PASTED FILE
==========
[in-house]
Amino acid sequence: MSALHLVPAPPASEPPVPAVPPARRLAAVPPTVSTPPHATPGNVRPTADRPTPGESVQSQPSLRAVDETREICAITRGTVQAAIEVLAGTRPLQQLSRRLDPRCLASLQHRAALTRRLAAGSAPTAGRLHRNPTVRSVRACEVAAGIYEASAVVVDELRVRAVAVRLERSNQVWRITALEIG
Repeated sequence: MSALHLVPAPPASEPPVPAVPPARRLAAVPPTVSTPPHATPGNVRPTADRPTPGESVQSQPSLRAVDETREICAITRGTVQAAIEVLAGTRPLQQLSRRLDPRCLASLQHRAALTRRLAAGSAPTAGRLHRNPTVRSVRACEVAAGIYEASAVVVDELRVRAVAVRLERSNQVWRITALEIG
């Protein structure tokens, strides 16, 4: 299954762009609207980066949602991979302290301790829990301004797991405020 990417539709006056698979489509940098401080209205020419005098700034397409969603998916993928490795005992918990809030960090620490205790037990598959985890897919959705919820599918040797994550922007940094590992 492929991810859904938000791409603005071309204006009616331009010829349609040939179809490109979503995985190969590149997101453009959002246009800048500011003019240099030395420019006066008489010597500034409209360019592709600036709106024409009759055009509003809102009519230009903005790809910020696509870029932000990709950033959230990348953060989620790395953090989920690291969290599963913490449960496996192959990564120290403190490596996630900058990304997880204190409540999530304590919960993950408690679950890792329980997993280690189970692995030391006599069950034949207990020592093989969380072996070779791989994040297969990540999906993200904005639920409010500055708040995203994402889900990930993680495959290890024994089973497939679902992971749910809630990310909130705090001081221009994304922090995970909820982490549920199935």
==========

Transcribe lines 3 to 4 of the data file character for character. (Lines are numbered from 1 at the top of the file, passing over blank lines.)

Repeated sequence: MSALHLVPAPPASEPPVPAVPPARRLAAVPPTVSTPPHATPGNVRPTADRPTPGESVQSQPSLRAVDETREICAITRGTVQAAIEVLAGTRPLQQLSRRLDPRCLASLQHRAALTRRLAAGSAPTAGRLHRNPTVRSVRACEVAAGIYEASAVVVDELRVRAVAVRLERSNQVWRITALEIG
């Protein structure tokens, strides 16, 4: 299954762009609207980066949602991979302290301790829990301004797991405020 990417539709006056698979489509940098401080209205020419005098700034397409969603998916993928490795005992918990809030960090620490205790037990598959985890897919959705919820599918040797994550922007940094590992 492929991810859904938000791409603005071309204006009616331009010829349609040939179809490109979503995985190969590149997101453009959002246009800048500011003019240099030395420019006066008489010597500034409209360019592709600036709106024409009759055009509003809102009519230009903005790809910020696509870029932000990709950033959230990348953060989620790395953090989920690291969290599963913490449960496996192959990564120290403190490596996630900058990304997880204190409540999530304590919960993950408690679950890792329980997993280690189970692995030391006599069950034949207990020592093989969380072996070779791989994040297969990540999906993200904005639920409010500055708040995203994402889900990930993680495959290890024994089973497939679902992971749910809630990310909130705090001081221009994304922090995970909820982490549920199935």